Neil Wyler at RSA Security argues that organisations need to take a proactive approach to understand their attackers, assuming they have been breached and dedicating time to hunting for threats.
Remote working has turned IT landscapes into the wild west. As IT infrastructure is continuously being adjusted to meet changing requirements, every new VPN connection, cloud-based platform and virtual conferencing tool is widening the attack surface.
Just as in the old west, a battle for this unsecured ground is taking place. While organisations try to secure new infrastructure and manage risk in process changes, hackers are trying to take advantage, targeting organisations while employees and security teams are adjusting. Currently, attackers seem to have gained the upper hand. Interpol noted a dramatic rise in cyber-attacks since the pandemic, yet, more than 48 per cent of UK companies still do not have adequate cybersecurity to protect users working from home.
As the fight to secure the new remote working landscape continues, organisations need to take a more proactive approach to security. This means spending less time relying on alerts to highlight suspicious activity and more time actively hunting for threats to protect new infrastructure and gain the upper hand.
Tactics of the new battlefield
Cyber criminals have been using the same techniques as before, such as ransomware and phishing attacks, but have seen increased success from targeting employees who are adjusting to new processes. The attackers know new services are being implemented, and that Kevin can’t walk down the hall to ask if accounting really did send him that email. This means techniques like directing employees to spoofed sites and asked to enter their login details are more likely to succeed, giving hackers the perfect entry point to hijack their devices and lock them out of their files.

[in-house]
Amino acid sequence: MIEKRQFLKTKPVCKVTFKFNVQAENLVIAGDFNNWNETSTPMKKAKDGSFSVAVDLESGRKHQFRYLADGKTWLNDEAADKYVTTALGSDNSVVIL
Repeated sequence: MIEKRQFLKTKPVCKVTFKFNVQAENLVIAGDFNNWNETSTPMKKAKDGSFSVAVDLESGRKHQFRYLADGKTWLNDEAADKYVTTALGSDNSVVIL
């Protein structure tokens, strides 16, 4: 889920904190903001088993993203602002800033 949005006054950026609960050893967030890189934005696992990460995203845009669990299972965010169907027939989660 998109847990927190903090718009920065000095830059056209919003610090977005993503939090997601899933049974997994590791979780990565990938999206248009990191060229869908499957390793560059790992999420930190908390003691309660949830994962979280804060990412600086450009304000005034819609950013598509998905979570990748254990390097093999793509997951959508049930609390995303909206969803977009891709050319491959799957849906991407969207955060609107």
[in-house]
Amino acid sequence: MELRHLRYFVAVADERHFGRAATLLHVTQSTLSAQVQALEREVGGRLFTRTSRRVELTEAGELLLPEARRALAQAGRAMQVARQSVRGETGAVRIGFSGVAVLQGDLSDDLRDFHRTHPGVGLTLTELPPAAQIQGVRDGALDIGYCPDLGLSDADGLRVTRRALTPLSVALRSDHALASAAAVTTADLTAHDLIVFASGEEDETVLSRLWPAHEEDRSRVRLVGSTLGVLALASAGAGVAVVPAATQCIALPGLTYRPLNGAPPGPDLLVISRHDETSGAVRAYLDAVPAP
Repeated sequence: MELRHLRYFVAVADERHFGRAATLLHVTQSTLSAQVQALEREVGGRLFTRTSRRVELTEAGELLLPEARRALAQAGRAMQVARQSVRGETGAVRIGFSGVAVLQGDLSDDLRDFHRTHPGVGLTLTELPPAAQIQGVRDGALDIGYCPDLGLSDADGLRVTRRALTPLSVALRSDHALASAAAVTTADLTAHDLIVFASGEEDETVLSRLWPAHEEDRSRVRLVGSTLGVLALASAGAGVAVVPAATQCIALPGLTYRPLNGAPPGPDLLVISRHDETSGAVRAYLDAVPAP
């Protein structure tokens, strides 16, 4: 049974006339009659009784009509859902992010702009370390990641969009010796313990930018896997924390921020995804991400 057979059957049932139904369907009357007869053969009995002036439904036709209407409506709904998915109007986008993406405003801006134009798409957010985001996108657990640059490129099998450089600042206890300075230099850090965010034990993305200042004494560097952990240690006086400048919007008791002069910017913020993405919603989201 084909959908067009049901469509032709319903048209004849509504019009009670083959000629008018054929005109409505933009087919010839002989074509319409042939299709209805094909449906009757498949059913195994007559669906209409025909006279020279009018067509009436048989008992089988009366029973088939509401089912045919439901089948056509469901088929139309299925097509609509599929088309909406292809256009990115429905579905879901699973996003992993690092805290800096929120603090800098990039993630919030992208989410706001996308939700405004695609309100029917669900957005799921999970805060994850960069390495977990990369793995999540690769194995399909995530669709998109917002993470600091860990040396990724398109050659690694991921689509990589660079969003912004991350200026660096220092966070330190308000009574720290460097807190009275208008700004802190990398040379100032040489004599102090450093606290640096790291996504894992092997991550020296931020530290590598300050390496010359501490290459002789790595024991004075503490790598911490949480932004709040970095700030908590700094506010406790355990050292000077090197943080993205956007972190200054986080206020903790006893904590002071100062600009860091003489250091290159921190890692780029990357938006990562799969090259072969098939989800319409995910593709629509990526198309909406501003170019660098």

Arguably, some of the high-profile phishing attacks of this year succeeded due to this uncertainty, This includes the Twitter breach, where a targeted social engineering campaign managed to trick employees, and use their stolen credentials to gain access to internal systems. The real change is found in where the attacks are happening, as many employees are using personal phones and computers at home, connecting into the business via a VPN.
This has opened the floodgates for security teams, who face a huge number of new ingress and egress points to the network. These entry points are not owned by the company, have unknown software installed on them, and sit outside of the organisation’s perimeter, away from its firewalls and on-site protections. This creates all the security risks of a Bring Your Own Device (BYOD) setup – such as data leakage, malicious applications, and risky user behaviour – but on a scale that organisations have never dealt with before.
What’s more, breaches are harder to detect if they do happen. When everything is out of the ordinary, it makes it very difficult to realise when an attacker has been successful. In the past, a common sign of an attack could have been a user logging in from a new location, or attempting to access files remotely, but now this activity is simply business as usual.